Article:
I'm trying to find a rigorous formulation of an impression/intuitive notion related to Hardy spaces. It seems to me that functions in Hardy spaces tend to have modulus functions which do not oscillate. This apparently generalizes a property of the exponential function. In particular: $$\exp(ikz) = \cos(kz) + i\sin(kz)$$ with $\sin(kz)$ the harmonic conjugate of $\cos(kz)$, and $$|\exp(ikz)|^2 = \cos^2(kz) + \sin^2(kz) = 1.$$

For many examples of functions $F$ in Hardy spaces, one has $$F(x) = u(x) + i v(x)$$ with $u(x)^2 + v(x)^2$ very apparently non-oscillatory. For certain specific examples, I am able to prove something. Bessel functions are a good example, I think.

The spherical Hankel function $h_n(z)$ of the first kind admits the representation
$$h_n(z) = \exp(iz) C_n \int_0^\infty \exp(-zt) P_n(1+it) dt$$ with $C_n$ a constant depending on $n$ and $P_n$ the Legendre function of the first kind of order $n$. This can can be verified for integers $n$ by direct substitution of the (finite) series expansions for each of these functions. This holds for noninteger orders as well, but proving it is a bit harder. It follows from the equivalent formula
$$h_n(z) = C_n \int_1^\infty \exp(izt) P_n(t) dt$$ that $h_n$ is in a Hardy space of functions analytic on the upper half of the complex plane (not $H^p$ for any $p>0$, though, since $P_n(t)$ belows up at infinity).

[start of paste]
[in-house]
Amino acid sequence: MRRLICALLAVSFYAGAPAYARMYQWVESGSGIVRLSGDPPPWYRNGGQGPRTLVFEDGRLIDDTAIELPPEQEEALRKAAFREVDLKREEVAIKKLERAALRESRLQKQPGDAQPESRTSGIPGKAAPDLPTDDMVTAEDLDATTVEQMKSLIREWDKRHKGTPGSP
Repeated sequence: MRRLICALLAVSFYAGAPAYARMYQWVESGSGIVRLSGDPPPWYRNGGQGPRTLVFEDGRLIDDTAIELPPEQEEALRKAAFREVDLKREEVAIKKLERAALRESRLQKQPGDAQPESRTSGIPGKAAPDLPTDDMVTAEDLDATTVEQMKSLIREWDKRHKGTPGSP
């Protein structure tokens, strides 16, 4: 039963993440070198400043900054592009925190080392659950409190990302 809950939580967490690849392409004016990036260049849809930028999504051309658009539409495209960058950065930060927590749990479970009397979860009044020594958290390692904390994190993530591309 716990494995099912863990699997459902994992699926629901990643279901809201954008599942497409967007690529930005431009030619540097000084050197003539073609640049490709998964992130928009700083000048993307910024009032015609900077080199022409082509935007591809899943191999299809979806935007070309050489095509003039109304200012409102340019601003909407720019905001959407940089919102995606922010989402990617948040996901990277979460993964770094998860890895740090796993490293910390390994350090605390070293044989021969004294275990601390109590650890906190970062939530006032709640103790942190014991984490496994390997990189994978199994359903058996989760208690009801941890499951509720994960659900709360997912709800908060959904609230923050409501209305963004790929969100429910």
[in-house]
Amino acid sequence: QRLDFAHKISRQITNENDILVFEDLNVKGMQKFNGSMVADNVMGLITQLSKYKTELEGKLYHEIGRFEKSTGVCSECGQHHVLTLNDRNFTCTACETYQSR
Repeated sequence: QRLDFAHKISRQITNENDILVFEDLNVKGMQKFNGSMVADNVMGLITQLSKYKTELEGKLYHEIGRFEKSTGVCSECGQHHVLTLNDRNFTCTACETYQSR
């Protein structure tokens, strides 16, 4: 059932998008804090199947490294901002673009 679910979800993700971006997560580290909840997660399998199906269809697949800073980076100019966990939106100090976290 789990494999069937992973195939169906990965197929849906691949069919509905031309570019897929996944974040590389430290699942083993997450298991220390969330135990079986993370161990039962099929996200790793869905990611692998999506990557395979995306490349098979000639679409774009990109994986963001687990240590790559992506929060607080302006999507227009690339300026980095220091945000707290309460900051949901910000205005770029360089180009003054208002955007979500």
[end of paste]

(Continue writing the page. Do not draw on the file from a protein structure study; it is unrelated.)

It can be shown by direct expansion of the relevant series that
$$|h_n(x)|^2 = 1+ \int_0^\infty \exp(-xt) \frac{d}{dt} P_n(1+t^2/2) dt.$$
The derivative of $P_n(1+t^2/2)$ is positive on $(0,\infty)$, so $|h_n(x)|^2$ is completely monotone on $(0,\infty)$. An equivalent formula is $$|h_n(x)|^2 = z \int_0^\infty \exp(-xt) P_n(1+t^2/2) dt.$$

Obviously, it is too much to ask for $|F(z)|^2$ to be completely monotone for all $F$ in a Hardy space. But is there a general principal here? It is not enough for $F$ to be in a Hardy space because there are obvious examples where $|F|$ is highly oscillatory. For example, take $$F(z) = \int_0^\infty \exp(izt) \phi(t) dt$$ with $\phi(t)$ a smooth function which is equal to $1$ on $[1,100000]$. The function $|F(x)|^2$ will oscillate rapidly on $(0,\infty)$.

I have the strong impression that this must related to a well-known, standard result, but I don't know where to look for it.


A function $f\ge 0$ on the circle is the absolute value $f=|F|$ of an $F\in H^p$, $F\not\equiv 0$, if and only if $f\in L^p$ and $\log f\in L^1$, and obviously you can make such functions as oscillatory as you desire them to be, so there's no general principle at work here.


Your Answer

By clicking “Post Your Answer”, you agree to our terms of service, privacy policy and cookie policy

Not the answer you're looking for? Browse other questions tagged or ask your own question.